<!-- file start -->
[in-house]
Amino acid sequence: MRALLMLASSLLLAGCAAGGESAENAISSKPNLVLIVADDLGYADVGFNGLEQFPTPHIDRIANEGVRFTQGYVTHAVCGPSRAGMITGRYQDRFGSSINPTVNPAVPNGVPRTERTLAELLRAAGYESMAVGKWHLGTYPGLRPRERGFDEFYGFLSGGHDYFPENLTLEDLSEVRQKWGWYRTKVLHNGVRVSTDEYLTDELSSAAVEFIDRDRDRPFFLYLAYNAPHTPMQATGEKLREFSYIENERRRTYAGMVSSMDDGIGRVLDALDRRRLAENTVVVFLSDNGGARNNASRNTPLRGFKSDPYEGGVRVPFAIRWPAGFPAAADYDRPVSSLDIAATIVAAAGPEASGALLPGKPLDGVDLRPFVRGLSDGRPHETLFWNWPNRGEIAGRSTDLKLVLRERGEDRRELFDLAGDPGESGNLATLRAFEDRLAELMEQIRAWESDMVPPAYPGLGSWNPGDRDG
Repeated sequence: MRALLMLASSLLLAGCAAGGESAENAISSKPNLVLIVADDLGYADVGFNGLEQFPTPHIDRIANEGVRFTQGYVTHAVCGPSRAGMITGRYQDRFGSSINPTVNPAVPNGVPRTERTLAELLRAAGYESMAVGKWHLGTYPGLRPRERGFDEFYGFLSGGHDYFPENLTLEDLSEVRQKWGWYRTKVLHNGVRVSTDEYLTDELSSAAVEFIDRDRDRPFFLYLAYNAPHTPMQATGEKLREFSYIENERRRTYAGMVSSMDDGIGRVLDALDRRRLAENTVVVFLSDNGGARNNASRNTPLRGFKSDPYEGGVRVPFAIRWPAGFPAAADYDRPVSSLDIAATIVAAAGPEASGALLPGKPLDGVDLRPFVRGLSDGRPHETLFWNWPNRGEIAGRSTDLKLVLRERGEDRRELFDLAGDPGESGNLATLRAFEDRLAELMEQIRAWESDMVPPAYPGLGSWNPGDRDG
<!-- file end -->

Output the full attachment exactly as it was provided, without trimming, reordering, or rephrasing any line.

[in-house]
Amino acid sequence: MRALLMLASSLLLAGCAAGGESAENAISSKPNLVLIVADDLGYADVGFNGLEQFPTPHIDRIANEGVRFTQGYVTHAVCGPSRAGMITGRYQDRFGSSINPTVNPAVPNGVPRTERTLAELLRAAGYESMAVGKWHLGTYPGLRPRERGFDEFYGFLSGGHDYFPENLTLEDLSEVRQKWGWYRTKVLHNGVRVSTDEYLTDELSSAAVEFIDRDRDRPFFLYLAYNAPHTPMQATGEKLREFSYIENERRRTYAGMVSSMDDGIGRVLDALDRRRLAENTVVVFLSDNGGARNNASRNTPLRGFKSDPYEGGVRVPFAIRWPAGFPAAADYDRPVSSLDIAATIVAAAGPEASGALLPGKPLDGVDLRPFVRGLSDGRPHETLFWNWPNRGEIAGRSTDLKLVLRERGEDRRELFDLAGDPGESGNLATLRAFEDRLAELMEQIRAWESDMVPPAYPGLGSWNPGDRDG
Repeated sequence: MRALLMLASSLLLAGCAAGGESAENAISSKPNLVLIVADDLGYADVGFNGLEQFPTPHIDRIANEGVRFTQGYVTHAVCGPSRAGMITGRYQDRFGSSINPTVNPAVPNGVPRTERTLAELLRAAGYESMAVGKWHLGTYPGLRPRERGFDEFYGFLSGGHDYFPENLTLEDLSEVRQKWGWYRTKVLHNGVRVSTDEYLTDELSSAAVEFIDRDRDRPFFLYLAYNAPHTPMQATGEKLREFSYIENERRRTYAGMVSSMDDGIGRVLDALDRRRLAENTVVVFLSDNGGARNNASRNTPLRGFKSDPYEGGVRVPFAIRWPAGFPAAADYDRPVSSLDIAATIVAAAGPEASGALLPGKPLDGVDLRPFVRGLSDGRPHETLFWNWPNRGEIAGRSTDLKLVLRERGEDRRELFDLAGDPGESGNLATLRAFEDRLAELMEQIRAWESDMVPPAYPGLGSWNPGDRDG